Page Count: 400
Genre: Fantasy, Young Adult, Witches
Publication Date: June 5th 2018
Zera is a Heartless – the immortal, unageing soldier of a witch. Bound to the witch Nightsinger ever since she saved her from the bandits who murdered her family, Zera longs for freedom from the woods they hide in. With her heart in a jar under Nightsinger’s control, she serves the witch unquestioningly.
Until Nightsinger asks Zera for a Prince’s heart in exchange for her own, with one addendum; if she’s discovered infiltrating the court, Nightsinger will destroy her heart rather than see her tortured by the witch-hating nobles.
Crown Prince Lucien d’Malvane hates the royal court as much as it loves him – every tutor too afraid to correct him and every girl jockeying for a place at his darkly handsome side. No one can challenge him – until the arrival of Lady Zera. She’s inelegant, smart-mouthed, carefree, and out for his blood. The Prince’s honor has him quickly aiming for her throat.
So begins a game of cat and mouse between a girl with nothing to lose and a boy who has it all.
Winner takes the loser’s heart.
–Possible Spoilers! Read at your own risk!–
“I am no flower to be ravaged at your whim, angry wolf—I am your hunter, bow cocked and ready. I am a Heartless.”
I THOUGHT THIS WAS A STANDALONE.
spoiler alert: this is not a standalone
Okay not going to lie, this book was a bit cliché and predictable plot wise (you can tell from the blurb who’s probably going to get together), but honestly it was buckets of fun.
Bring Me Their Hearts is filled with killer, heart stealing witches, mischievous royalty, magic and swords and pretty dresses and so much witty and sarcastic humor.
The story follows Zera who is a Heartless, bodyguards to whatever witch cut out their heart to keep preserved in a magical jar, as she infiltrates court life in an attempt to steal the heart (literally) of the Prince in order to stop a war and obtain her freedom.
There is some nice world building with a complex history of past wars and religions and kings. It was interesting to learn the hidden world of the court with all its lies and deceits.
“Does he keep count? Does his number haunt him as my own haunts me?”
I really enjoyed Zera’s character even if she was a bit over the top and extra. She’s so hilarious, I love her dry, witty humor, and though she may be heartless she is so filled with heart and empathy.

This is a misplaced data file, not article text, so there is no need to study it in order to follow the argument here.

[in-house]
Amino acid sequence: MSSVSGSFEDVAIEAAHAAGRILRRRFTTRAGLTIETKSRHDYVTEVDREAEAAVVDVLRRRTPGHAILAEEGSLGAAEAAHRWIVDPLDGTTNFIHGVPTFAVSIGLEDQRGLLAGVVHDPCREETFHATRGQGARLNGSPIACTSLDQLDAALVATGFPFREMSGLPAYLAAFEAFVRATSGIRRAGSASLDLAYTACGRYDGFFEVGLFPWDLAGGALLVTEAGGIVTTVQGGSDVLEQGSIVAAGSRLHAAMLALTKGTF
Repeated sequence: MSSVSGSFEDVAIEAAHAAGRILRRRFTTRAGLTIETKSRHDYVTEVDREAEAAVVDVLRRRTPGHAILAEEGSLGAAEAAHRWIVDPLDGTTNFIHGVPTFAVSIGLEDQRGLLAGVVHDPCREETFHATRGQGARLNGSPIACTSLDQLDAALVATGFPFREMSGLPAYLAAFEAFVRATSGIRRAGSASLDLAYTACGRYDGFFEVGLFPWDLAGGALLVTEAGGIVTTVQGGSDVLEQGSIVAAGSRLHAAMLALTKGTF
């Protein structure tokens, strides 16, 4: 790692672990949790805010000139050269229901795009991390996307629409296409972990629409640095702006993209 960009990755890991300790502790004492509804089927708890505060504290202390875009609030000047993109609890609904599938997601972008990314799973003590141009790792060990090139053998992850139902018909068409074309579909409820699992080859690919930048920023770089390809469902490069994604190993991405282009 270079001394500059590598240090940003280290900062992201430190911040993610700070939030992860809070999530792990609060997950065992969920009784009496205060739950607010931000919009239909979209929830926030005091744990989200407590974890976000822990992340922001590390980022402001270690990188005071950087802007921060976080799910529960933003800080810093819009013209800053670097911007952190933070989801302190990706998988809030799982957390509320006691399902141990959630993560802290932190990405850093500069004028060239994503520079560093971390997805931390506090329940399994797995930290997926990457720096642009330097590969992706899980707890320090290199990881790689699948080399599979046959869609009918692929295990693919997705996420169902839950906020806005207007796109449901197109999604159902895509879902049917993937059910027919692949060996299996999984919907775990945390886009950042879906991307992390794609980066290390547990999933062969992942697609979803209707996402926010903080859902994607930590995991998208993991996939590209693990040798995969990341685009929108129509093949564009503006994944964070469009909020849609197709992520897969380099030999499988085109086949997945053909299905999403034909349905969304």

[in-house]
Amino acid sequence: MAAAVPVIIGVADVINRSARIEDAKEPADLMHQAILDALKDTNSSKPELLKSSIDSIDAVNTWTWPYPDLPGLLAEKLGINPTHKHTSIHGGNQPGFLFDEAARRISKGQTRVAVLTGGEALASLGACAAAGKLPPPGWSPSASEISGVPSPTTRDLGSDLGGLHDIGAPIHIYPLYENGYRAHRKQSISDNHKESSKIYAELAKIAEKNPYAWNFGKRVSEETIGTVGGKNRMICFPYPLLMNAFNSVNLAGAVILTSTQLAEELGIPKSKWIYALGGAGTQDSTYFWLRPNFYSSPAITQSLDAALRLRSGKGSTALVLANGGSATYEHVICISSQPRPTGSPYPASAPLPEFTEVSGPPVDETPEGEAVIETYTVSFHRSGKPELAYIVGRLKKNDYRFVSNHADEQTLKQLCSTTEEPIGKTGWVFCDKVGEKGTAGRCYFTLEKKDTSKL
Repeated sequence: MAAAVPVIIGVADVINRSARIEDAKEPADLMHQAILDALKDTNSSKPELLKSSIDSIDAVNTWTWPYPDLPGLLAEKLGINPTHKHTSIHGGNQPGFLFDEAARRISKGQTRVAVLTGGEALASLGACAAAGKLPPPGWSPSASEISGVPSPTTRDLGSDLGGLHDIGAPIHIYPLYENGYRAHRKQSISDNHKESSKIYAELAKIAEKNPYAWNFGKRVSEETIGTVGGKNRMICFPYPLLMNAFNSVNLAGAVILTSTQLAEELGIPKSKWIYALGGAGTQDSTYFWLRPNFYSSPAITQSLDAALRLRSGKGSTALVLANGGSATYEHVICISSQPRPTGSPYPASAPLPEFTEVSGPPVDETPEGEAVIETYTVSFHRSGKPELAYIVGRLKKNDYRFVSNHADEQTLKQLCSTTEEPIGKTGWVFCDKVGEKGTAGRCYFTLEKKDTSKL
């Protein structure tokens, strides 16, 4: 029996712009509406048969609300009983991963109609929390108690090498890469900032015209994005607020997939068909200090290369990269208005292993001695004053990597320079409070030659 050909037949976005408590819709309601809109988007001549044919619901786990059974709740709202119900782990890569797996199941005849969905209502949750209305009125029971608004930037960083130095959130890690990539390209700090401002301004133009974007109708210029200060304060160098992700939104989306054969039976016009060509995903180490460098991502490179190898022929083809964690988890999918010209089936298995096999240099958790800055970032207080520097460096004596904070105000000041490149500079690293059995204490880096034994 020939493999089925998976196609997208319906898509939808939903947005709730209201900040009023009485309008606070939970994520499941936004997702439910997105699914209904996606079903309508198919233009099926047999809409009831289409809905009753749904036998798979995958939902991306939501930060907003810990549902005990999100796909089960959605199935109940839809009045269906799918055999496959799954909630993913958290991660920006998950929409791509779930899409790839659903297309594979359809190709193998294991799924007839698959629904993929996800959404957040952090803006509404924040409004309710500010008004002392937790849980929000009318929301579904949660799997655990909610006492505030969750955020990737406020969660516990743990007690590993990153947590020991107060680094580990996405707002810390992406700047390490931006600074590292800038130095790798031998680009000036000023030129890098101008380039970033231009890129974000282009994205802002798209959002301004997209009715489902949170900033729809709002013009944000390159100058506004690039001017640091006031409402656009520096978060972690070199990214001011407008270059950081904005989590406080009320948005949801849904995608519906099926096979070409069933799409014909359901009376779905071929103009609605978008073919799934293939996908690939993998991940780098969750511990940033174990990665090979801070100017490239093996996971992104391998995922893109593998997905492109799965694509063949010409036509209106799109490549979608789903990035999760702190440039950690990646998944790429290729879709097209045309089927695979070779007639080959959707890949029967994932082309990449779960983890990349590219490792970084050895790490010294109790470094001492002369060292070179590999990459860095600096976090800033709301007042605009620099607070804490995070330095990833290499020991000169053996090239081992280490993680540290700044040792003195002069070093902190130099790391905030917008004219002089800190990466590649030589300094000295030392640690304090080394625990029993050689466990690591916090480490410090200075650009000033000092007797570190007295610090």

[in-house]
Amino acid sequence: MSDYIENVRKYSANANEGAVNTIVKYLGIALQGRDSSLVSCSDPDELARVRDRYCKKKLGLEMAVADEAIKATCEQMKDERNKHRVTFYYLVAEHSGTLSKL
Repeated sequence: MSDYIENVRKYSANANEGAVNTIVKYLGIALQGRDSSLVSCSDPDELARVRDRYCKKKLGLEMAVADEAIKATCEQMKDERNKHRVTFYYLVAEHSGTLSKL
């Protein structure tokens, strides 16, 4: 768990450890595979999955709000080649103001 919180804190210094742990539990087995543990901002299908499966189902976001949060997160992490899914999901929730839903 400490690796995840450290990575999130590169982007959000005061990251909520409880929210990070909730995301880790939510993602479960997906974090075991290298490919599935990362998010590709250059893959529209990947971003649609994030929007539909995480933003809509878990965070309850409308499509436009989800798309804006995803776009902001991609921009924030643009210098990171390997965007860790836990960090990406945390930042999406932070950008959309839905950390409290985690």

She uses dark humor in uncomfortable and awkward situations in order to cope, which I found super relatable.
Prince Lucien and Malachite were a bit cookie-cutter, in my opinion, but honestly, I don’t even mind because they were both just so absolutely charming and hilarious.
Malachite was kind of the typical “guard-best-friend” type who treats the prince differently and tells Zera of all the ways he treats her differently from the suitors etc. etc.
“T’ragan him af-artora, af-reyun horra: As we all should be, but as we all cannot be.”
However, he was also sassy and funny as hell and I found him adorable. I really loved learning about the Beneather culture and language.
Lucien was your typical “arrogant-bored-prince-that’s-actually-a-huge-softy”, and again, it was fine. I still liked him. He has his flaws, he makes his mistakes, but he genuinely cares for his people and that’s very admirable.
Many of the characters are complex and interesting and just so charming. I loved all the friendships with all its witty banter, and the instructor-esque relationship filled with mutual respect and eventual love.
“Allow me to impart a bit of wisdom from my teacher; a blade is a blade—no matter who wields it, it can still cut.”
There’s some sexism, but there were also a ton of powerful women, some who carried swords and some who were strong in all different types of ways.
“This city is afraid. And fear turns the wisest and kindest men stupid and cruel.”
The witches are not all inherently bad, the Heartless are not only just raw flesh-eating monsters, the King is not completely a heartless villain, nor do I believe that of the Archduke even if I dislike him very much.
“Killing only makes more hate, and the world’s got enough of that right now.”
The book poses the question of monstrosity and what it means to be a monster. In this society there is so much morally grayness. It is filled with people who were wronged, and people who would do practically anything to avenge those they love even at the cost of their own humanity.
The people at court are horrid, and do horrid things to those below them and even to each other, but at the end of the day, they are all people just trying to survive.
BUT THAT FREAKING ENDING! I am so upset, I hate cliffhangers and now I’ll be forced to wait probably more than a year for the next one.
Totally recommended if you’re looking for a super young adult fantasy read! It had a semi-predictable plot, and I wouldn’t go into it expecting anything new or particularly mind-blowing, but the characters are lovely and their relationships are complex and wonderful.
It’s entertaining and filled with humor, and I had a lot of fun reading it. I am so excited to see how the series progresses!
“What’s worse, Reginall—to be a monster, or to make monsters?”
Disclaimer: A huge thank you to the publishers for sending me an ARC of this novel in exchange for an honest review. All opinions are my own and all quotes used are from the ARC copy and might change in the final version.
4 out of 5 stars
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